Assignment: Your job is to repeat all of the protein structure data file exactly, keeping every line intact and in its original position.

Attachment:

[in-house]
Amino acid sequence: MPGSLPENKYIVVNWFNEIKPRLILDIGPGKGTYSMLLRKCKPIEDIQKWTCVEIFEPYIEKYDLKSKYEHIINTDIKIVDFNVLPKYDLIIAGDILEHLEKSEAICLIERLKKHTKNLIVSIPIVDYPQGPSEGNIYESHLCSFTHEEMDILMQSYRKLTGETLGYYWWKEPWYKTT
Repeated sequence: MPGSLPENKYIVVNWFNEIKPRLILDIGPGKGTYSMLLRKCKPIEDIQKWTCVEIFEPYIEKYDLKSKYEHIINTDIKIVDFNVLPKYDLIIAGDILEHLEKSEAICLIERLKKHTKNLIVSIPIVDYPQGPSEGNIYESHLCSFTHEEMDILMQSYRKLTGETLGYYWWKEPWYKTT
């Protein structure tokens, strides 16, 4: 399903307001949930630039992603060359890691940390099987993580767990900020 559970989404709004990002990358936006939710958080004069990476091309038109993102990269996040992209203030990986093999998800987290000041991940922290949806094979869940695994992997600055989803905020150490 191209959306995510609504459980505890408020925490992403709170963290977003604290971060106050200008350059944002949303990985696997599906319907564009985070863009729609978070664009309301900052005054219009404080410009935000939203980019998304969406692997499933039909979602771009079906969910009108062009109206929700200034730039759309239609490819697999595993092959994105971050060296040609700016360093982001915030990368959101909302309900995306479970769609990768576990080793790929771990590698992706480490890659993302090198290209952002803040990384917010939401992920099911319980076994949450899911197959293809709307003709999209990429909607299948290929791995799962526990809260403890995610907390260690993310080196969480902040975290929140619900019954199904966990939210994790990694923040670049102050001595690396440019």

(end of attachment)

[in-house]
Amino acid sequence: MPGSLPENKYIVVNWFNEIKPRLILDIGPGKGTYSMLLRKCKPIEDIQKWTCVEIFEPYIEKYDLKSKYEHIINTDIKIVDFNVLPKYDLIIAGDILEHLEKSEAICLIERLKKHTKNLIVSIPIVDYPQGPSEGNIYESHLCSFTHEEMDILMQSYRKLTGETLGYYWWKEPWYKTT
Repeated sequence: MPGSLPENKYIVVNWFNEIKPRLILDIGPGKGTYSMLLRKCKPIEDIQKWTCVEIFEPYIEKYDLKSKYEHIINTDIKIVDFNVLPKYDLIIAGDILEHLEKSEAICLIERLKKHTKNLIVSIPIVDYPQGPSEGNIYESHLCSFTHEEMDILMQSYRKLTGETLGYYWWKEPWYKTT
């Protein structure tokens, strides 16, 4: 399903307001949930630039992603060359890691940390099987993580767990900020 559970989404709004990002990358936006939710958080004069990476091309038109993102990269996040992209203030990986093999998800987290000041991940922290949806094979869940695994992997600055989803905020150490 191209959306995510609504459980505890408020925490992403709170963290977003604290971060106050200008350059944002949303990985696997599906319907564009985070863009729609978070664009309301900052005054219009404080410009935000939203980019998304969406692997499933039909979602771009079906969910009108062009109206929700200034730039759309239609490819697999595993092959994105971050060296040609700016360093982001915030990368959101909302309900995306479970769609990768576990080793790929771990590698992706480490890659993302090198290209952002803040990384917010939401992920099911319980076994949450899911197959293809709307003709999209990429909607299948290929791995799962526990809260403890995610907390260690993310080196969480902040975290929140619900019954199904966990939210994790990694923040670049102050001595690396440019």